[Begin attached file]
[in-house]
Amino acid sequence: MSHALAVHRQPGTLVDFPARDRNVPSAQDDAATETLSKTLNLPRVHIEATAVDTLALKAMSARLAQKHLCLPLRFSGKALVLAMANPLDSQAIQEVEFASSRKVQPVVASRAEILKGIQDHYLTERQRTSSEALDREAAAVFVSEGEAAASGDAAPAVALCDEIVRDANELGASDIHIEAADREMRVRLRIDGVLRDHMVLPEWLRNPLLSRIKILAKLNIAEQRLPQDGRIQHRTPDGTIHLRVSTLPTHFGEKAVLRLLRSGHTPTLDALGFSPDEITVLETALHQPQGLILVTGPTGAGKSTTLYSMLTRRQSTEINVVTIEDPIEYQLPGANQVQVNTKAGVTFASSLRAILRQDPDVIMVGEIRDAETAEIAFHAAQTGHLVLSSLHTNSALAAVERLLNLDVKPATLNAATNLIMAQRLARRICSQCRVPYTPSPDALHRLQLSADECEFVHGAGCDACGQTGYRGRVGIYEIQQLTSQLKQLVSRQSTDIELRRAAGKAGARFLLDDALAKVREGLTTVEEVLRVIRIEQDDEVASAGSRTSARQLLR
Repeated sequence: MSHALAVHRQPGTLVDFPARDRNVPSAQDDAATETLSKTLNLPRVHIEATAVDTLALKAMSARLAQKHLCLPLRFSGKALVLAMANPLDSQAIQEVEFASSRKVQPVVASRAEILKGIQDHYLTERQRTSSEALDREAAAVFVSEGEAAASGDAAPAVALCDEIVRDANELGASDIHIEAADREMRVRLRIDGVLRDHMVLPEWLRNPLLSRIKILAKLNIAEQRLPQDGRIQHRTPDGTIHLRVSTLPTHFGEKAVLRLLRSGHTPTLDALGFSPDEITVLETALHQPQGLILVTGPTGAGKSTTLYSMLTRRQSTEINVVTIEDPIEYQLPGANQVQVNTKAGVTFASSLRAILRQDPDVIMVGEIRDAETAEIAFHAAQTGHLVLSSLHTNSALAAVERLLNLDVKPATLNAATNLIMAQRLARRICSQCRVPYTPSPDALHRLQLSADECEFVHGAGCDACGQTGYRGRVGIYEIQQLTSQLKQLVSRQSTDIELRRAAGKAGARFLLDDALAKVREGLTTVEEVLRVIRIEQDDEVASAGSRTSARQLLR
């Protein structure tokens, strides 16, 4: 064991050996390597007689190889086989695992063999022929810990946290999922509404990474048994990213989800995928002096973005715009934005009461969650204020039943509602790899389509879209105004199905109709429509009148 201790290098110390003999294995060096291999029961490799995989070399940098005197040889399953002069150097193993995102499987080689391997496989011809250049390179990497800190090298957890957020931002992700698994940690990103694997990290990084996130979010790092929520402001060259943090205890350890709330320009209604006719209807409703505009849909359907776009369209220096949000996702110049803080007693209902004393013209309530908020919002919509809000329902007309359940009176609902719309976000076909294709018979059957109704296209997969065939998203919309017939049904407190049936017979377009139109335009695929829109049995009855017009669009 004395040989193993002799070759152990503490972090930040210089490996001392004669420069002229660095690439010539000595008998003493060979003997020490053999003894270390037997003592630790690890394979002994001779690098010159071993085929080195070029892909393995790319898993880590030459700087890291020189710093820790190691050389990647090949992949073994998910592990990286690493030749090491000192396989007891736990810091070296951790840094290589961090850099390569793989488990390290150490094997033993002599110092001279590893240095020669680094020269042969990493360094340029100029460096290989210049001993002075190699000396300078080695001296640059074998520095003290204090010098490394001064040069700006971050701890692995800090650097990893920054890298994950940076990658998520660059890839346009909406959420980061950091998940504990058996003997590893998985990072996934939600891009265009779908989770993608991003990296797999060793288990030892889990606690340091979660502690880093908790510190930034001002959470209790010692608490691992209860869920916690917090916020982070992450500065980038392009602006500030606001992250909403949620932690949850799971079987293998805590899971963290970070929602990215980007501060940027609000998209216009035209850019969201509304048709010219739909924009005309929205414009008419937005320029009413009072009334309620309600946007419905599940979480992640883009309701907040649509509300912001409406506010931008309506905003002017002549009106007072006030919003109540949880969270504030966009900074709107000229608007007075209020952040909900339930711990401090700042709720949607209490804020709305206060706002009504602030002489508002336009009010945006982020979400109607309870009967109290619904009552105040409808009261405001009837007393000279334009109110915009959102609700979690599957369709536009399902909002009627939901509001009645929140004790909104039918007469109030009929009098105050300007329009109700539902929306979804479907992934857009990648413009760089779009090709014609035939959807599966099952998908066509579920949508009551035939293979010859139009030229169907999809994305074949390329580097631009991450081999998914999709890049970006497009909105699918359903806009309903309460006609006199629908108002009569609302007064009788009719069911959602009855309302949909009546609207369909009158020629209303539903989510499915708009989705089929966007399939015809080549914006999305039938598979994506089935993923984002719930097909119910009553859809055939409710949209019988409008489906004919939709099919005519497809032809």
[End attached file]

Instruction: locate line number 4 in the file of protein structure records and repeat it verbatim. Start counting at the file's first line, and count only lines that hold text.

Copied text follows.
């Protein structure tokens, strides 16, 4: 064991050996390597007689190889086989695992063999022929810990946290999922509404990474048994990213989800995928002096973005715009934005009461969650204020039943509602790899389509879209105004199905109709429509009148 201790290098110390003999294995060096291999029961490799995989070399940098005197040889399953002069150097193993995102499987080689391997496989011809250049390179990497800190090298957890957020931002992700698994940690990103694997990290990084996130979010790092929520402001060259943090205890350890709330320009209604006719209807409703505009849909359907776009369209220096949000996702110049803080007693209902004393013209309530908020919002919509809000329902007309359940009176609902719309976000076909294709018979059957109704296209997969065939998203919309017939049904407190049936017979377009139109335009695929829109049995009855017009669009 004395040989193993002799070759152990503490972090930040210089490996001392004669420069002229660095690439010539000595008998003493060979003997020490053999003894270390037997003592630790690890394979002994001779690098010159071993085929080195070029892909393995790319898993880590030459700087890291020189710093820790190691050389990647090949992949073994998910592990990286690493030749090491000192396989007891736990810091070296951790840094290589961090850099390569793989488990390290150490094997033993002599110092001279590893240095020669680094020269042969990493360094340029100029460096290989210049001993002075190699000396300078080695001296640059074998520095003290204090010098490394001064040069700006971050701890692995800090650097990893920054890298994950940076990658998520660059890839346009909406959420980061950091998940504990058996003997590893998985990072996934939600891009265009779908989770993608991003990296797999060793288990030892889990606690340091979660502690880093908790510190930034001002959470209790010692608490691992209860869920916690917090916020982070992450500065980038392009602006500030606001992250909403949620932690949850799971079987293998805590899971963290970070929602990215980007501060940027609000998209216009035209850019969201509304048709010219739909924009005309929205414009008419937005320029009413009072009334309620309600946007419905599940979480992640883009309701907040649509509300912001409406506010931008309506905003002017002549009106007072006030919003109540949880969270504030966009900074709107000229608007007075209020952040909900339930711990401090700042709720949607209490804020709305206060706002009504602030002489508002336009009010945006982020979400109607309870009967109290619904009552105040409808009261405001009837007393000279334009109110915009959102609700979690599957369709536009399902909002009627939901509001009645929140004790909104039918007469109030009929009098105050300007329009109700539902929306979804479907992934857009990648413009760089779009090709014609035939959807599966099952998908066509579920949508009551035939293979010859139009030229169907999809994305074949390329580097631009991450081999998914999709890049970006497009909105699918359903806009309903309460006609006199629908108002009569609302007064009788009719069911959602009855309302949909009546609207369909009158020629209303539903989510499915708009989705089929966007399939015809080549914006999305039938598979994506089935993923984002719930097909119910009553859809055939409710949209019988409008489906004919939709099919005519497809032809």